Category: Car Ownership article

Vehicle Use and How It Affects Your Auto Insurance

Do you know what information insurance companies look at to determine the cost of your auto policy?

It may surprise you, but auto insurance rates aren’t one-size-fits-all: the price you pay can vary based on how you typically use your vehicle and your driving history. Here are some factors that can determine your quote.

Do You Use Your Vehicle For Work?

How often and why you typically use your vehicle can affect how much you pay for insurance.1 If your job keeps you on the road (think sales representative), you’re likely to have a higher average annual mileage than someone who only uses his or her vehicle to commute to and from a nearby office, resulting in a more expensive insurance rate.

Do You Use Your Vehicle Less Frequently?

On the other hand, if you use your vehicle less frequently because you work remotely from home, the cost of your car insurance could be reduced if you only use your vehicle occasionally for errands and other recreational purposes.

 

How often and why you typically use your vehicle can affect how much you pay for insurance.1

Where Are You Driving?

Insurers may also take into consideration where you live or where the vehicle is garaged (if not the same) when determining the price of your auto policy. For instance, if you live in a densely populated area with heavy traffic, then your rate may reflect that risk.2 Additionally, whether you live in an urban or rural area and park in a garage or on the street can also affect how much you pay for auto insurance.1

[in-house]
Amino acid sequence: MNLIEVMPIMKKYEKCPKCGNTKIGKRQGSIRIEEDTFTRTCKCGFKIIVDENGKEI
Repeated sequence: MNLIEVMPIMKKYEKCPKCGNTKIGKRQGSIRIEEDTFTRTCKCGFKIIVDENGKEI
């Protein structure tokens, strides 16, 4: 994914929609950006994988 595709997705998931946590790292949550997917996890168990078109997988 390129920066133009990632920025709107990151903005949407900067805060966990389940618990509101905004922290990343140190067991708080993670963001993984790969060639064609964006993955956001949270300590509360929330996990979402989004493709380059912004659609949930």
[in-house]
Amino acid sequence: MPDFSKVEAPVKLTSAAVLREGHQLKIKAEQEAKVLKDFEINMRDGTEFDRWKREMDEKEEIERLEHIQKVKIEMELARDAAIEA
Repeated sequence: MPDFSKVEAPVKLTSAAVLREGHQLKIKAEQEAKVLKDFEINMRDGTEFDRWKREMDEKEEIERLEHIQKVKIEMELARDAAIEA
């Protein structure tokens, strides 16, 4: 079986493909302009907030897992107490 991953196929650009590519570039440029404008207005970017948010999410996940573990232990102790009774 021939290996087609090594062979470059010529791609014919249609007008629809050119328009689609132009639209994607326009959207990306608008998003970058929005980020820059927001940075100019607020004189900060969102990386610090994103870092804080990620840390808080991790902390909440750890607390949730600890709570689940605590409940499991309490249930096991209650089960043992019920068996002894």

What’s In Your Driving History?

To calculate your auto insurance rate, insurance companies also take a look at your driving record. Your rate may fluctuate based on whether or not you have a clean driving record.1 If you have a clean driving history, it’s predicted you’re less likely to have accidents or violations in the future, so you may qualify for a lower rate.

However, if you have a history of traffic violations, moving violations, a suspended or revoked license, minor collisions or major car accidents, you may receive a higher rate because you’re more likely to have similar incidents in the future.2

 

Now that you understand how vehicle usage and driving history can affect your rate, are you ready to purchase an auto policy? Get a quote today.

 

  • What Determines the Price of an Auto Insurance Policy?, Insurance Information Institute, 2018.
  • How Auto Insurance Companies Calculate Risk, DMV.org, 2018.

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